Latest Pleistocene Stories
An analysis of a 1.8 million-year-old human skull suggests that the earliest members of our Homo genus actually belonged to a single species, a finding that contradicts previous beliefs that there were several different human species walking the Earth during that time.
Traces of large ice sheets from the Pleistocene on a seamount off the north-eastern coast of Russia have been discovered by a team of geologists and geophysicists from the Alfred Wegener Institute Helmholtz Centre for Polar and Marine Research.
About 10,000 years ago, the Neolithic age ushered in one of the most dramatic periods of human cultural and technological transition, where independently, different world populations developed the domestication of plants and animals.
While we grapple with the impact of climate change, archaeologists suggest we spare a thought for Aboriginal Australians who had to cope with the last ice age.
Sorting through tiny bone remnants in the University of California, Davis paleoanthropology lab in 2011, undergraduate student Naomi Martisius discovered a peculiar piece.
After digging up the remains of a prehistoric elephant and some crude hunting tools in 2003, archaeologists say early humans worked together to bring these beasts down.
Scientists have theorized that the reason Homo sapiens were able to outcompete Neanderthals was because they embraced a more diverse diet. However, new evidence indicates that Neanderthal menus may have been more diverse than previously thought.
A new study has found that a cataclysmic asteroid or comet impact in the Canadian province of Quebec nearly 13,000 years ago wiped out many of the world’s large mammals.
While it’s widely believed that the world’s massive ice sheets were at their greatest extent 20,000 years ago during the last glacial maximum, new research in Scientific Reports suggested that the glacial peak was much earlier in modern-day Spain.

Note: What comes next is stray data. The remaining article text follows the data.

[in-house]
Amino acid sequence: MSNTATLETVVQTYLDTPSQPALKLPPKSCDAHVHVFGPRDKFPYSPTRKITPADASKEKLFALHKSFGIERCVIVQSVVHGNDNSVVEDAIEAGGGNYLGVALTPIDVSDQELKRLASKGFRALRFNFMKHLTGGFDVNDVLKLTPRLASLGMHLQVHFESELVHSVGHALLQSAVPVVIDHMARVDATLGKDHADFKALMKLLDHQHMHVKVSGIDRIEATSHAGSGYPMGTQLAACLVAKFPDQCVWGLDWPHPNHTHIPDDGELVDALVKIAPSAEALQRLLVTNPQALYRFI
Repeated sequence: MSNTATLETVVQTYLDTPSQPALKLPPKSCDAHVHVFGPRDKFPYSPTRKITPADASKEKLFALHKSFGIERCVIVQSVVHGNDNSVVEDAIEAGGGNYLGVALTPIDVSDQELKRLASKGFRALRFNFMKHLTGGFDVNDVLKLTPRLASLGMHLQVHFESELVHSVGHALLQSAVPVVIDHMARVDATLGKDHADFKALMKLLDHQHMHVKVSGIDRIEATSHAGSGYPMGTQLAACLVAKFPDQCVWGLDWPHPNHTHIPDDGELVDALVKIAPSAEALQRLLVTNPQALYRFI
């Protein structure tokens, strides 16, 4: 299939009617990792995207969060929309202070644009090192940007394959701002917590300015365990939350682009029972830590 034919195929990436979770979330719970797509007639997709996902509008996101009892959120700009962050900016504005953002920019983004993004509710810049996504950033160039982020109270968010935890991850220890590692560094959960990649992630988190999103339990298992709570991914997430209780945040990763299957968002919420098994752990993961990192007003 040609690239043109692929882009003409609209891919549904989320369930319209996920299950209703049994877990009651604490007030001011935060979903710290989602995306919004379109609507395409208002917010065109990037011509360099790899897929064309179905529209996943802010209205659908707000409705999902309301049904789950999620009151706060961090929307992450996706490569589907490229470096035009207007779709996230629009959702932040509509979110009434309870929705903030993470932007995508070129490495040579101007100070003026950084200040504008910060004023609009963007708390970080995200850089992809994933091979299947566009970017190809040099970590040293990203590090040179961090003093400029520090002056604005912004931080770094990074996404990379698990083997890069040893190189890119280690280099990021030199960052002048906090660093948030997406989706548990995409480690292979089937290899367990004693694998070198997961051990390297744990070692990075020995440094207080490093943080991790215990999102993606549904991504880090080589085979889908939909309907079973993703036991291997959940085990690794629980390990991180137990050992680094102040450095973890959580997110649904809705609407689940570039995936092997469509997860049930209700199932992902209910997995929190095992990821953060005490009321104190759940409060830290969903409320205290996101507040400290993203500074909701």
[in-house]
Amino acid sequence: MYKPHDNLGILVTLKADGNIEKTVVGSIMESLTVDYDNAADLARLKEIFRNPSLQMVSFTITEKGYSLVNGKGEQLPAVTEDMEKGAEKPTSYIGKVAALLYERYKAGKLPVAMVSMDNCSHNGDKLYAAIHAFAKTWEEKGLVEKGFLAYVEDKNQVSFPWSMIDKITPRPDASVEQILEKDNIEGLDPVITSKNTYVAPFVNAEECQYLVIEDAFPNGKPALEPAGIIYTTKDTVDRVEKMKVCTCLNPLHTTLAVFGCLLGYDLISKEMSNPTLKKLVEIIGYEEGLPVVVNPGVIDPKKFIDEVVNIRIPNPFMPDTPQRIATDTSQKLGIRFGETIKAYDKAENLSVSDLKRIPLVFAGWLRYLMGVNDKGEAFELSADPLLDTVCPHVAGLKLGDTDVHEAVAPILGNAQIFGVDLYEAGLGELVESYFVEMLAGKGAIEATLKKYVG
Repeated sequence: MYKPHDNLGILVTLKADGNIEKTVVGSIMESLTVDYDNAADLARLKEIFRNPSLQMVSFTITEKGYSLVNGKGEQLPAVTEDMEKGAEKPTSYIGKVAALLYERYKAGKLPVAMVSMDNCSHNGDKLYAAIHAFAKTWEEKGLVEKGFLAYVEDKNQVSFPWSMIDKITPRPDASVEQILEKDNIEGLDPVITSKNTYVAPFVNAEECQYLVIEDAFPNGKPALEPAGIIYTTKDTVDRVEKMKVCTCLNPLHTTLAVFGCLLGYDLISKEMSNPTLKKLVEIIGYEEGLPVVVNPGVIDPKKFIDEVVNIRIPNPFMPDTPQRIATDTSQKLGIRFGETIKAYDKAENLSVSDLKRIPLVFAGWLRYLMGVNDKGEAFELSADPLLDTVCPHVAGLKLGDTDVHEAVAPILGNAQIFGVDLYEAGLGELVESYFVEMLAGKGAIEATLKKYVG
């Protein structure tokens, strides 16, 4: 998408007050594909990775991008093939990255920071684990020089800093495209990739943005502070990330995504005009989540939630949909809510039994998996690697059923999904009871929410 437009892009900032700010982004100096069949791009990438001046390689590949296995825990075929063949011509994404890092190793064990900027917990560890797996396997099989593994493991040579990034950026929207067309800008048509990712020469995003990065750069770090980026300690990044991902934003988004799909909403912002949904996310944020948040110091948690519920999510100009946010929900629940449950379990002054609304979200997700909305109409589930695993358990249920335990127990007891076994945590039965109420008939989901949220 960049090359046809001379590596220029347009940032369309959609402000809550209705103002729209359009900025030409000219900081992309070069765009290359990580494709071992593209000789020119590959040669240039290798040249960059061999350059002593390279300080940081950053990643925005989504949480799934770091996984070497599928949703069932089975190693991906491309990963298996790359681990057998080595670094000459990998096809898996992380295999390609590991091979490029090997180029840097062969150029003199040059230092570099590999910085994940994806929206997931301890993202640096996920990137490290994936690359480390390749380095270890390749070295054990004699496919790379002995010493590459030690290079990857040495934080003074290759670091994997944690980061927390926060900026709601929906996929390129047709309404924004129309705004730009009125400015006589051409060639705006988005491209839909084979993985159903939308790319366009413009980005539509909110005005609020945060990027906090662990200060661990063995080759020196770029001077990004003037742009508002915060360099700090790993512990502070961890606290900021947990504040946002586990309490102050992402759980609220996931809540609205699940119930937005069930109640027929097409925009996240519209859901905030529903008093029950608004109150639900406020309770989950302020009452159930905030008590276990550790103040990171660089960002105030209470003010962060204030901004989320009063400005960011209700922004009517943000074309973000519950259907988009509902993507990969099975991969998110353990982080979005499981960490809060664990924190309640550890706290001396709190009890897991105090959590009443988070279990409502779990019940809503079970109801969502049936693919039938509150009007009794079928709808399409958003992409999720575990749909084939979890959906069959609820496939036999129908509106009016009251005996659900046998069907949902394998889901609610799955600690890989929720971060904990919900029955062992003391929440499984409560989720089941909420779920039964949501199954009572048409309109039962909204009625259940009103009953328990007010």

A new study has revealed distinct cultural differences between two groups of Neanderthals the divergent design of stone tools dating between 115,000 and 35,000 years ago.
Australopithecus garhi is a gracile australopithecine species whose fossils were discovered in 1996 by a research team led by Ethiopian paleontologist Berhane Asfaw ad Tim White, an American paleontologist. The remains are believed to be a human ancestor species and most likely the direct ancestor to the human genus Homo. Tim White was the scientist to find the first of the key A. garhi fossils in 1996 within the Bouri Formation found in the Middle Awash of Ethiopia’s Afar Depression....
The Neanderthals or Neandertals are an extinct species or subspecies of the genus Homo which is closely related to modern humans. They are known from fossils, dating back from the Pleistocene period, which have been found in Europe and parts of western and central Asia. The species gets its name from Neandertal, “Neander’s Valley”, the location in Germany where it was first uncovered. Neanderthals are classified either as a subspecies of Homo sapiens or as a distinct species of the...
Homo sapiens is the scientific name for the human species. Homo is the human genus, which also includes Neanderthals and various other extinct species of hominid. H. sapiens is the only surviving species of the genus Homo. Modern humans are the subspecies Homo sapiens sapiens, distinguished from their direct ancestor, Homo sapiens idaltu (http://en.wikipedia.org/wiki/Homo_sapiens_idaltu). Subspecies of H. sapiens include Homo sapiens idaltu, roughly translated as “elder wise human” and...
Homo sapiens idaltu is an extinct subspecies of Homo sapiens that lived nearly 160,000 years ago during the Pleistocene in Africa. “Idaltu” comes from the Saho-Afar word meaning “elder” or “first born”. The fossilized remains of H. s. idaltu were uncovered at Herto Bouri near the Middle Awash site of Ethiopia’s Afar Triangle in the year 1997 by Tim White, but were first revealed in 2003. Herto Bouri is a portion of Ethiopia under volcanic layers. By using radioisotope dating,...
Homo floresiensis Homo floresiensis, or Flores Man, nicknamed “hobbit” and “Flow”, is an extinct species in the genus Homo. The remains of an individual that would have stood about 3 feet in height were uncovered in 2003 on the island of Flores in Indonesia. Incomplete skeletons of nine individuals have been recovered, including one complete cranium. These remains have been the focus of intense research to establish whether they represent a species distinctive from modern humans....
- An imitative word; an onomatopoetic word.